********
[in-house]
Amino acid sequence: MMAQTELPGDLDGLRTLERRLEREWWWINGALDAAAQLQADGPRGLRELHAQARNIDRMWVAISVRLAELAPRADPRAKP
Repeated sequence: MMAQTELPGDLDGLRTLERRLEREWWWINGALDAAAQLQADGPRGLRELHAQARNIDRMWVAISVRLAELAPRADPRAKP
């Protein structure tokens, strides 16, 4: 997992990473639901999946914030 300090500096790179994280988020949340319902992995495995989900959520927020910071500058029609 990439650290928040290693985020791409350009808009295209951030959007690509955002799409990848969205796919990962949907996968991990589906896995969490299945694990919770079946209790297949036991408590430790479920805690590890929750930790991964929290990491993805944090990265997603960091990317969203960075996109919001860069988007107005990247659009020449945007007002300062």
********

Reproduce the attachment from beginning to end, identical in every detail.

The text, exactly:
[in-house]
Amino acid sequence: MMAQTELPGDLDGLRTLERRLEREWWWINGALDAAAQLQADGPRGLRELHAQARNIDRMWVAISVRLAELAPRADPRAKP
Repeated sequence: MMAQTELPGDLDGLRTLERRLEREWWWINGALDAAAQLQADGPRGLRELHAQARNIDRMWVAISVRLAELAPRADPRAKP
């Protein structure tokens, strides 16, 4: 997992990473639901999946914030 300090500096790179994280988020949340319902992995495995989900959520927020910071500058029609 990439650290928040290693985020791409350009808009295209951030959007690509955002799409990848969205796919990962949907996968991990589906896995969490299945694990919770079946209790297949036991408590430790479920805690590890929750930790991964929290990491993805944090990265997603960091990317969203960075996109919001860069988007107005990247659009020449945007007002300062």